The Acting Chairman of the Economic and Financial Crimes Commission (EFCC), Ibrahim Magu has revealed that the agency recovered about N511.9 billion in 2017.
Magu disclosed this when he appeared before the House of Representatives Committee on Financial Crimes on Monday, February 5, 2018.
The EFCC boss was at the lower chamber to defend the performance of the EFCC’s budget for 2017 and its budget for 2018.
He said the funds were recovered in naira, pounds, dollars, euro, South African rand and dirham.
According to Magu, during the period, the agency recovered 473.065 billion naira, $89,258,124.97 (N35,415,846,317.29), £294,851.82 (N148,727,302.71), €7,247,363.75 (N3,246,336,430.27), 443,400 dirhams (N43,550,800.21), and 70,500.00 South African rand (N2,111,974.41).
As part of the EFCC’s achievements in 2017, Magu said his team in Kano Office recovered N329 billion from petroleum marketers.
He also said the Commission secured the final forfeiture of N32 billion and $5 million to the Federal Government from the former minister of petroleum resources, Diezani Alison-Madueke.
Magu added that the agency also secured final forfeiture of N449 million to the FG – the fund was discovered at Legico Plaza on Victoria Island, Lagos.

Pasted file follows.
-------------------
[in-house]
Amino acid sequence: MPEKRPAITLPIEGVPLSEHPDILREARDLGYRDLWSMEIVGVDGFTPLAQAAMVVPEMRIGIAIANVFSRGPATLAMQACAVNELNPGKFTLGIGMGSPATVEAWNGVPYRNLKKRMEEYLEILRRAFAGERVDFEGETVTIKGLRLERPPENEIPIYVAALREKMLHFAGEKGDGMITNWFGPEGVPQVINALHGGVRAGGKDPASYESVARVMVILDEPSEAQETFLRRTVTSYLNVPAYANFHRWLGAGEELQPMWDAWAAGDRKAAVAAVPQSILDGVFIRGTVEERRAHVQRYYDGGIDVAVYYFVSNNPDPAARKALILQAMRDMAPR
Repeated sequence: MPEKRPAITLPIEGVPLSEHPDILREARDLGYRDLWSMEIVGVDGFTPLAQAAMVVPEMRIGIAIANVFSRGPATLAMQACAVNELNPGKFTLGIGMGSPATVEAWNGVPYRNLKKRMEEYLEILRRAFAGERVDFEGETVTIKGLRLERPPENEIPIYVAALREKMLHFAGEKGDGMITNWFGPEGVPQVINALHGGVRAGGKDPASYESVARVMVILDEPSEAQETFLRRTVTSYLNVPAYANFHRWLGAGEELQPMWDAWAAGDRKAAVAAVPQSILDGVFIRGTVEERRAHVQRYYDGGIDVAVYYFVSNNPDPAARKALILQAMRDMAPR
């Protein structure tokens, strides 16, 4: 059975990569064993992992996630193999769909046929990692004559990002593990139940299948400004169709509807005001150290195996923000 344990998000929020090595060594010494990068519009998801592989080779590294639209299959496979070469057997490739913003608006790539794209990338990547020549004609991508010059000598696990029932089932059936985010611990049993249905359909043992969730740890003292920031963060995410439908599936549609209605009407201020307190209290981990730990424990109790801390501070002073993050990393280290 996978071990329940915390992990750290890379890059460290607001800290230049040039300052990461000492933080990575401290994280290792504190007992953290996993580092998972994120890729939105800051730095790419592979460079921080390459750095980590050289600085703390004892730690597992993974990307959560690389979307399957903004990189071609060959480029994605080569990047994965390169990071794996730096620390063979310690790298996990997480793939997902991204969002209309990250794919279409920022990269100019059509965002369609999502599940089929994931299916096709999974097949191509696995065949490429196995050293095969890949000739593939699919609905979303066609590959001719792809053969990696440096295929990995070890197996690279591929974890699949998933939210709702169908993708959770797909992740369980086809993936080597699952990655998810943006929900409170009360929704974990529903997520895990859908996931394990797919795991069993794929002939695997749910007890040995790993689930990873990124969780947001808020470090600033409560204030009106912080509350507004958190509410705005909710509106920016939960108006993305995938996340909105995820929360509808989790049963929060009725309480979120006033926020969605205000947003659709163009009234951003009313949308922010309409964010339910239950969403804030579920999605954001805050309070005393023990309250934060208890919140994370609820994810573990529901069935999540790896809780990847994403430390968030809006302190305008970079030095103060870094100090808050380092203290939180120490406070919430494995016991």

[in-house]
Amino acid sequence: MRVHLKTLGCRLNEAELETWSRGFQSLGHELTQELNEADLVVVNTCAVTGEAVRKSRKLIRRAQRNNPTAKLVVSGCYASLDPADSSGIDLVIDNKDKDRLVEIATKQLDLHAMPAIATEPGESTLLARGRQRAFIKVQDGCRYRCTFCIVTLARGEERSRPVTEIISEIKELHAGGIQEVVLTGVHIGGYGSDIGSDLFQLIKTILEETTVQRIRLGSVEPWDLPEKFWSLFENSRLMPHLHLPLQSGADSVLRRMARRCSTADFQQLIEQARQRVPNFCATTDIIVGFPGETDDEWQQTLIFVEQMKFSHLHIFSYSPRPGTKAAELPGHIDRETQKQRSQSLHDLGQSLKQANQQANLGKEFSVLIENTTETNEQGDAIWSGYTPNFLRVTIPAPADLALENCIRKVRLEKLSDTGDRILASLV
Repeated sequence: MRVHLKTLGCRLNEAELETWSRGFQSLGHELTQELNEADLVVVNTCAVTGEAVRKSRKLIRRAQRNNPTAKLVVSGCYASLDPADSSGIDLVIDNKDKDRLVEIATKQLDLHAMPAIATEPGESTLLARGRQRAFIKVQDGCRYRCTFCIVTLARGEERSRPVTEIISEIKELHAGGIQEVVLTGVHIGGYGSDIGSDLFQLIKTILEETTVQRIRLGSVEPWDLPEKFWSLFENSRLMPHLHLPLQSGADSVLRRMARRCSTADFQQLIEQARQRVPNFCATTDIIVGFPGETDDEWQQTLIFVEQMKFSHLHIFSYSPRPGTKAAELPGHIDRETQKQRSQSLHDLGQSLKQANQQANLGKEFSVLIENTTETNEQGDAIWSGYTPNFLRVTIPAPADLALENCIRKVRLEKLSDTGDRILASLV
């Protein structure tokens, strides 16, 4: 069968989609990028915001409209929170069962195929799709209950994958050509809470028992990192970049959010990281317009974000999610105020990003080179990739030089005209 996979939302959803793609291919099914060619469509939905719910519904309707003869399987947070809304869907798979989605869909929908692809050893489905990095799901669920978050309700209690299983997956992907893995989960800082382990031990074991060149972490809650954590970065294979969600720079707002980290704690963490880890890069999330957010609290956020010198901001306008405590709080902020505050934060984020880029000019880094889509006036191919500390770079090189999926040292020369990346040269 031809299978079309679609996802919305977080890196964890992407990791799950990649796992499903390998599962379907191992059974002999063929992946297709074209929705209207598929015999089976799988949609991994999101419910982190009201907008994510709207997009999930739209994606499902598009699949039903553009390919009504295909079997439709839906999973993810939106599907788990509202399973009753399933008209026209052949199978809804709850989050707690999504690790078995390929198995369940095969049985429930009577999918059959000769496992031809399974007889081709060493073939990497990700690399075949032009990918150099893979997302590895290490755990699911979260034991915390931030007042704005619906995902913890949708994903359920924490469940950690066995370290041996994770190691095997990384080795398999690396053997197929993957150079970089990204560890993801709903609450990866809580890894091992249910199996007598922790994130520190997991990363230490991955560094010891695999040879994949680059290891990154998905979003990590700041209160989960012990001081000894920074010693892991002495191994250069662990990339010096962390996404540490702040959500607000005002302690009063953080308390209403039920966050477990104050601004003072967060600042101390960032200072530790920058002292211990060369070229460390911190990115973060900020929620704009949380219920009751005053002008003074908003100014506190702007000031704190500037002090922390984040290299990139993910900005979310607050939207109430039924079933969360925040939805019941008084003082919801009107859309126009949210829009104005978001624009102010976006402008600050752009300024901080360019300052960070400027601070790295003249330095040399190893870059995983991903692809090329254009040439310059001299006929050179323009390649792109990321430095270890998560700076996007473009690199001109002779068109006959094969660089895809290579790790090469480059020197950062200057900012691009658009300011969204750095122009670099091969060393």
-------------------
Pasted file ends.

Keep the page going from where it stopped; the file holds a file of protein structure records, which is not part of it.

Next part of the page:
Other achievements are: the final forfeiture of over $43 million discovered in an apartment at Osborne Towers in Ikoyi, Lagos; withholding tax recovery of over N27.7 billion from banks; Nigerian Ports Authority recovery of over €6.6 million, recovery of N1.1 billion naira on behalf of AMCON, and the recovery of subsidy fraud funds of over N4 billion.
Listing the challenges the agency faces during the year under review; Magu said, “A major challenge in the implementation of the capital estimates is the late and insufficient release of funds appropriated.
“Presently, funds have not been released for the furnishing of the new head office complex expected to be handed over by March 2018. We need the committee’s intervention in that regard.”
However, Magu’s days as the EFCC boss may be number due to his running battle with the Senate, which is against his nomination as the substantive Chairman of the Commission.
Last week, a Federal High Court ruled that the Senate has the power to confirm or reject Magu’s nomination by President Muhammadu Buhari.
Although the Presidency had insisted Magu‘s appointment does not require Senate’s approval, President Buhari might bow to pressure given the most recent enormous criticism that has trailed his administration and the anti-corruption war, which many, especially the opposition, describe as selective.